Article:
The Journal Record
September 24, 2018
OKLAHOMA CITY – With candidates finalized, Oklahoma’s politicos are deciding which races will be worth watching over the next few months.
The race for Oklahoma’s open governor’s seat promises to be interesting. Less than two months before the election, SoonerPoll showed Republican Kevin Stitt and Democrat Drew Edmondson performing pretty closely: 46.6 percent of respondents favoring Stitt and 44.2 percent supporting Edmondson. Only 6 percent considered themselves undecided, with the remaining 3 percent going for Libertarian candidate Chris Powell.
Onlookers said that might be the only interesting campaign on a statewide level, but a few legislative races will likely be close.
Vickie White Rankin, a former Democratic lawmaker and current consultant, said major races such as that for state superintendent, lieutenant governor and labor commissioner probably won’t keep voters on the edges of their seats.
“Of all the statewide races, the only one that’s even close to competitive is the governor’s race,” she said.
However, two Senate races and one House race could be a different story, she said. The two Senate races will take place in northern parts of Oklahoma City and could turn two red seats blue. A House race in eastern Oklahoma could flip a longtime blue seat red.
Senate District 30 came up for grabs this year when Republican David Holt took office as the mayor of Oklahoma City. The district has an indescribable shape and covers several portions of the northwest Oklahoma City metro, including the Lake Hefner area, Bethany and The Village. Oklahomans for the Arts Executive Director Julia Kirt nabbed the Democratic nomination. Her Republican opponent is John Symcox, a community banker.
Senate District 40 opened when incumbent Republican Ervin Yen lost his re-election bid during June’s primary to Joe Howell, a veterinarian in Oklahoma City. That district covers a mostly square area in the northwestern part of the metro, west to Warr Acres and north to The Village. Howell will face former educator Carri Hicks, a Democrat, and Christopher Hensley, an independent.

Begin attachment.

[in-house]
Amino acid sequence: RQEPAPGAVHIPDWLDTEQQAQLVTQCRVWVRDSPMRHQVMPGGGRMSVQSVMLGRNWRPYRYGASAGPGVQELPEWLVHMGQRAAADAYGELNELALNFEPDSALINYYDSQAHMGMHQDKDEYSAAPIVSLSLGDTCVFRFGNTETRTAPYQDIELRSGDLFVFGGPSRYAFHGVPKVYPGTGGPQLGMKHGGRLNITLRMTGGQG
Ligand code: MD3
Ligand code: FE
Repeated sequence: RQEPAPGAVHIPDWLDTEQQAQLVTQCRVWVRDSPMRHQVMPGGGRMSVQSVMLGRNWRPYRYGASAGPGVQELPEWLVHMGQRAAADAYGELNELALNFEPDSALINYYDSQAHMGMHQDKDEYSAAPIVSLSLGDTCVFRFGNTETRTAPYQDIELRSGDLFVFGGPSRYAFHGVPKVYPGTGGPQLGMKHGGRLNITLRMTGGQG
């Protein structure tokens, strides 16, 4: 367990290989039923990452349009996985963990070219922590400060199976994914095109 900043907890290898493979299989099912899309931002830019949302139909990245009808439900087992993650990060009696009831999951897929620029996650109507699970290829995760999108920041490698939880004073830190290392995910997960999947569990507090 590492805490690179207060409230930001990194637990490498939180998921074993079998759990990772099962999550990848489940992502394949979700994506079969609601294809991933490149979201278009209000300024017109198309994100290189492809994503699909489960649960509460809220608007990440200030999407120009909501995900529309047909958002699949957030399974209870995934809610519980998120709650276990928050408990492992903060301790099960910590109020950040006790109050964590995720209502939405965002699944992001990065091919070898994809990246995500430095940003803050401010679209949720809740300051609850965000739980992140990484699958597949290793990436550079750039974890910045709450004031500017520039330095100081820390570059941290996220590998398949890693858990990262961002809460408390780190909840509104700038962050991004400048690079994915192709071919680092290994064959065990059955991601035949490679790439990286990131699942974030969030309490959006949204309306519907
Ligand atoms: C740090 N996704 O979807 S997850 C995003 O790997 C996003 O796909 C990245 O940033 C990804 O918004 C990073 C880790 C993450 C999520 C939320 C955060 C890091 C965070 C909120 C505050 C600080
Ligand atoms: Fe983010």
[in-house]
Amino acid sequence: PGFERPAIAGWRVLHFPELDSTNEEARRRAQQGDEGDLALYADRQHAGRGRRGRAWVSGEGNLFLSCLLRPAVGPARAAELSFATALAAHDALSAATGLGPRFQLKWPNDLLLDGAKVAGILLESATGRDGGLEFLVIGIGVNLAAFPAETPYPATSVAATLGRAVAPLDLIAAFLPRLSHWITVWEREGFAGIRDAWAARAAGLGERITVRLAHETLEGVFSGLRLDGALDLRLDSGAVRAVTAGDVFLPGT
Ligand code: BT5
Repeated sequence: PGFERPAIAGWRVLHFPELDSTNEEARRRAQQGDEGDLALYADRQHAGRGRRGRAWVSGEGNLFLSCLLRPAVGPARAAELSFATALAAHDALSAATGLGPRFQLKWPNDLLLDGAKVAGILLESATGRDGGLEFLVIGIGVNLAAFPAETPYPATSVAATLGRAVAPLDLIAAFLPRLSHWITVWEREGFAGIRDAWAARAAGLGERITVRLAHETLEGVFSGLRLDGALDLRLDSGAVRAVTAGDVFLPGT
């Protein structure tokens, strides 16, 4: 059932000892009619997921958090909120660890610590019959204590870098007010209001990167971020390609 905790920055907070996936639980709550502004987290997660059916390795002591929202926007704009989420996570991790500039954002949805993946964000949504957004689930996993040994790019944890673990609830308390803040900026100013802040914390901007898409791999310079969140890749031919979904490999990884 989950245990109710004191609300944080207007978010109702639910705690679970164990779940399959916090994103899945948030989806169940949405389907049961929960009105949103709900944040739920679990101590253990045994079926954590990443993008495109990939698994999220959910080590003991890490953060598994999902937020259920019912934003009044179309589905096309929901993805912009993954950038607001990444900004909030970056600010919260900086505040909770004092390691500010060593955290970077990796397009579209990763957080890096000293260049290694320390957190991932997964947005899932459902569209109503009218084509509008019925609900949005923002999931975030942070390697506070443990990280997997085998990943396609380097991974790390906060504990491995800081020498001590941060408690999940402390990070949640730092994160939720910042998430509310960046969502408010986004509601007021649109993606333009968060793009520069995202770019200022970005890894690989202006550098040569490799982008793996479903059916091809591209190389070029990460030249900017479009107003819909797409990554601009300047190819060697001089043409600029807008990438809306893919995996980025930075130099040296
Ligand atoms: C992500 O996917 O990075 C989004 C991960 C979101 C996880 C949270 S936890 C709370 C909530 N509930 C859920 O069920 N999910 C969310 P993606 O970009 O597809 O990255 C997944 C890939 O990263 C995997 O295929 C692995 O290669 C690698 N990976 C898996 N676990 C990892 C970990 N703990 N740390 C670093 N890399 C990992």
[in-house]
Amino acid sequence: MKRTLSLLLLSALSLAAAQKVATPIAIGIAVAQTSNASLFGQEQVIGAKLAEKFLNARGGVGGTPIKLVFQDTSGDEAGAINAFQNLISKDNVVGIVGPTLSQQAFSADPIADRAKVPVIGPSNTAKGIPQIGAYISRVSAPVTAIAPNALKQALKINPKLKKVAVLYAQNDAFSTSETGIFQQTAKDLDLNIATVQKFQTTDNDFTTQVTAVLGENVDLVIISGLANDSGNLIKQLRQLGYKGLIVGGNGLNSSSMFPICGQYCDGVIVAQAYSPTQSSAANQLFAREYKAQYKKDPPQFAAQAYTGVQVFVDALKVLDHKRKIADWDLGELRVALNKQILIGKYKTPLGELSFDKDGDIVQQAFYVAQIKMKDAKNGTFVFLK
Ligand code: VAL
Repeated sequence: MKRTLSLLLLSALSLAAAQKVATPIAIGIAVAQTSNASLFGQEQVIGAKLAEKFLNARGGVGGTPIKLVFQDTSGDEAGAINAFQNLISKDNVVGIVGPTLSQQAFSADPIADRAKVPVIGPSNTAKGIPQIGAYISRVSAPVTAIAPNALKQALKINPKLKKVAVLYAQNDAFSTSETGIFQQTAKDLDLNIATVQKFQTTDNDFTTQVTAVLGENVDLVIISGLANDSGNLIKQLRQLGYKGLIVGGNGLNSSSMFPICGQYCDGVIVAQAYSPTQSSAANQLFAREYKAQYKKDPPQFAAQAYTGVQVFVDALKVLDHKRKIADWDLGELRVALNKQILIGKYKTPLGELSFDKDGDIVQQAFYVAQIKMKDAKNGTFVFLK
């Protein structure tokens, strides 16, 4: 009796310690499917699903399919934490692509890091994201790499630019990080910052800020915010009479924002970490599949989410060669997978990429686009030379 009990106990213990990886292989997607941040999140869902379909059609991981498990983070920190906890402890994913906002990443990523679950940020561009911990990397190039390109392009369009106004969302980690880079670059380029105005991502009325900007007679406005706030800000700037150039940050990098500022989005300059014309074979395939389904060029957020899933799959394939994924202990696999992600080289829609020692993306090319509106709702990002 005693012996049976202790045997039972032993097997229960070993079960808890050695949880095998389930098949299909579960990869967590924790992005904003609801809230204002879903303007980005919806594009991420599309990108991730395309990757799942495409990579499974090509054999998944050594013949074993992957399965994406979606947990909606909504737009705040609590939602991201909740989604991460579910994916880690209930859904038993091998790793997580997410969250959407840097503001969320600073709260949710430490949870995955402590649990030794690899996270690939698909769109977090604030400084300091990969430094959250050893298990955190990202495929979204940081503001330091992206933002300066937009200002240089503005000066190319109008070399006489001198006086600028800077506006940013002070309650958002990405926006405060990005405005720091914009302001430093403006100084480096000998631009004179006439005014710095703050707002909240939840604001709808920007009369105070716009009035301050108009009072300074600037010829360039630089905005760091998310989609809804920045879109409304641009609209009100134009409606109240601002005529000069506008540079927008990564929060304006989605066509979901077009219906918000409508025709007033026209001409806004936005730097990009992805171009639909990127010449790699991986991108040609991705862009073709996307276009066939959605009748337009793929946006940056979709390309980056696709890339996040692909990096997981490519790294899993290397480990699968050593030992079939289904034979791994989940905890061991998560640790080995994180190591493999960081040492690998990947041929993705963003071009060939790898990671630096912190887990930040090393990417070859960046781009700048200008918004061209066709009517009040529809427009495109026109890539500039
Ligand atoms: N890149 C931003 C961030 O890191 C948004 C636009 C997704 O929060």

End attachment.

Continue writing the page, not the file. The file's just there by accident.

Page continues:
“Holt’s seat and Yen’s seat are the ones to watch,” White Rankin said.
House District 15 is under the microscope for the opposite reason. Former Rep. Ed Cannaday, a Democrat, held the seat until he termed out this year. The district covers small towns in Muskogee and Haskell counties and Lake Eufaula.
“That’s kind of Little Dixies, strong democratic country,” White Rankin said.
Democrat Judy Ross Moore has raised about $8,000, and her Republican opponent, Randy Randleman, has raised about $18,000. Despite his political affiliation, White Rankin said Randleman has some potential in the district.
“He’s very conservative in some ways, but he’s strong on mental health and education,” White Rankin said.
Pam Pollard, the Oklahoma Republican Party chairwoman, also mentioned House District 15. She said that even ignoring fundraising, with a candidate of Randleman’s caliber, the party feels confident about that race.
“What absolutely will win a race is a good candidate,” she said.
The party is also eyeing that district’s southern neighbor, House District 17, for a flip. Incumbent Democrat Brian Renegar termed out this year to represent the area covering much of Latimer County, including Wilburton. Republican Jim Grego will face Democrat Peggy DeFrange.
“That’s Gene Stipe’s old stranglehold,” Pollard said. “We think we are going to do very, very well in those seats.”
The party also anticipates grabbing back a few seats it lost during the 2017 special elections, such as Rep. Jacob Rosecrants’ seat in Norman and Rep. Karen Gaddis’ seat in Tulsa. She said Democrats tend to overperform during special elections by upping their share of voter turnout.
Lastly, Republicans hope to nab some of the college-town seats that have been vacated, such as District 34 in Stillwater, which Rep. Cory Williams held but left to run for district attorney.
Pollard, like White Rankin, said the statewide seats other than governor will almost certainly go to Republicans, but said that might be by design.
“The Democrats have put their eggs in two baskets,” she said.
They’re working for the Governor’s Mansion and to steal legislative seats. Pollard said they will also need to work to keep the seats they have, many of which reside in areas that have a Democratic lawmaker but went red during the presidential election.
“The Democrats are going to have to work hard to keep what we’re calling the Trump-Democrat seats,” she said.